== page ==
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No charges filed against Indiana dairy hauler following a case of missing milk
Associate Editor

MOORESVILLE, Ind. — Hoosier dairy farmer Ron Hollander is not only crying over spilt milk, he is charging that someone – “possibly” his milk hauler – has stolen at least $10,000 in milk during the last year.

The Indiana State Police and Morgan County Prosecutor’s office have been investigating the matter in which Hollander claims that he is missing 43,104 pounds of milk having a dollar value of $9,900 from February 2012 to October 2012. The Indiana Creamery License Division, established by state law for weighing, sampling and testing milk, also confirms that Hollander was shorted by more than 29,000 pounds during July, August and September 2012.
A criminal case, however, will not be filed against the milk hauler Randy Bruce. “We can’t prove it was a theft case, so there is no case to file,” Morgan County Chief Deputy Prosecutor Bob Cline said. “Right now, there are no further charges.”

No one, it seems, can prove where the missing raw milk went. The shortage was confirmed by Creamery Division Manager Christy K. Coon by comparing the number recorded by the milk hauler on the “barn charts” kept on the milking premises with the raw milk manifest, which records the quantity of milk taken to the processing plant.

Although a field representative from Dean Foods told the Indiana State Police he didn’t believe hauler Randy Bruce was stealing milk, and attributed the loss to shoddy record keeping. Bruce was terminated by the company on Oct. 15.

On Dec. 4, acting on information provided by Hollander and the Indiana State Police, the Creamery Division pulled Bruce’s license to haul milk. On Jan. 31, Hollander told Indiana State Police Detective Brian Smith he believed Bruce, was either selling the milk outright, or putting the milk into another dairy producer’s bulk tank and splitting the money with him.

“At this point in the investigation it would appear that it would be hard to prove that Mr. Bruce was actually stealing milk or if so, where the milk was going,” Smith wrote in a March 1 report to the prosecutor’s office. “However, I believe it has been well proven that Mr. Randy Bruce is in violation of IC 15-18-2-15. Fraudulent manipulation of weights or samples of milk and/or cream.”
On April 10, Bruce pleaded guilty to a Class A Misdemeanor charge of fraudulent manipulation of weights in the Martinsville City Court. He was fined $200.

Bruce, who said he has hauled milk for 37 years, denies stealing milk. He attributes the stolen milk to a “really sloppy job in paperwork” by employees he hired after suffering an accident in the fall.

He said it was much easier to plead guilty to a misdemeanor charge, than attempt to fight the allegation.

“It was a really easy decision,” Bruce said. “Compare $200; with at least $2,500 … he (Hollander) has really made a mountain out of a mole hill.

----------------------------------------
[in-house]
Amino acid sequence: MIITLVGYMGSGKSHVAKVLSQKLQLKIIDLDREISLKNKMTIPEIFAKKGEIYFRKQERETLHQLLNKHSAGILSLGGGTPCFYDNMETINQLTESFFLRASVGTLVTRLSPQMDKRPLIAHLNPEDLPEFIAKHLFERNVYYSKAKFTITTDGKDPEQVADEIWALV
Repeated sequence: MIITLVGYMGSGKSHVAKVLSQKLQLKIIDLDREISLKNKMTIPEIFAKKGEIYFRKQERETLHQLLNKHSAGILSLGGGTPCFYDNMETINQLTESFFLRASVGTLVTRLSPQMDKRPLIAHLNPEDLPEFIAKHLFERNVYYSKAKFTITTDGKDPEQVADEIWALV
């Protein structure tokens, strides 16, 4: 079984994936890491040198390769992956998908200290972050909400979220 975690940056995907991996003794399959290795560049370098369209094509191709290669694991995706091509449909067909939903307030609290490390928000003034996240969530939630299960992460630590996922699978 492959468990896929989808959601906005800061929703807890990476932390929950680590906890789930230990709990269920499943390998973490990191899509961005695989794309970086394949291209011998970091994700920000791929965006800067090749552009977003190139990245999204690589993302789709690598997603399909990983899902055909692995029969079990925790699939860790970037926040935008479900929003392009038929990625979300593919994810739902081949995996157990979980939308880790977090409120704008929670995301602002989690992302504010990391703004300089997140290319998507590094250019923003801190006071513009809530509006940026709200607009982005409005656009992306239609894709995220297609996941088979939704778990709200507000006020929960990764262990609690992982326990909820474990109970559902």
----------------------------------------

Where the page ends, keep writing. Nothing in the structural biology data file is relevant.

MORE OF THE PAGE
“I told Hollander that I just couldn’t haul his milk last fall,” Bruce said. “I wanted out of it, but Dean (the milk plant) wouldn’t hear of it, and Ron kept begging me to … he’s a small farmer and I hate to see the little guy pushed out.”

Hollander, who has been in the dairy business 13 years, milks 32 to 40 registered Holsteins.

Bruce claims that during the 37 years he has hauled milk, he has had no complaints from farmers or licensing authorities. His family has been hauling milk since 1946.

In the five and a half years that Coon has been manager of the Indiana Creamery License Division, she said she has never seen such a controversy. “For us, the case is closed,” she said. “He (Bruce) can formally request a hearing to get his license back. It’s not our intent to put anyone out of business, but standards must be met.”

Whatever the outcome, everyone involved believes it is a “no-win” situation.

“The $10,000 is a lot of money to a small producer,” Hollander said.

“I have had to sell cows, I’ve had to take high interest loans out and my feed is costing me more. It’s going to have a domino effect … over the next two years; I can see this thing costing over $100,000.”

Hollander has hired Indianapolis attorney Scott D. Gilchrist.
“We are in the process of investigating areas of possible relief for Mr. Hollander,” Gilchrist said.

Part of Hollander’s loss includes milk that was forced to pour out in October because Bruce failed to show up for five days. After being forced to dump the milk, Hollander began comparing his pay checks to the barn charts and milk manifests.

Bruce concedes that he owes Hollander up to $2,000 for the dumped milk.

“I told him that I would try to make it up to him,” Bruce said. “And I will. But $10,000 is a very exaggerated figure … more like $2,000 would be close.”

On April 10, the day Bruce pleaded guilty in Martinsville for fraudulent manipulation of weights, he said he met with Hollander at a local restaurant.

“I asked him, why don’t we go to Dean and try to straighten this thing out? He said, ‘no, they hate my guts.’ I never denied what happened, but it’s just stupid to think that I’m going to steal his raw milk. What would I do with it? We sat and talked for a couple hours. I wanted to work it out – I was trying to pay him for that money he lost, but he wasn’t interested … now, I’m losing everything because of Ron Hollander.”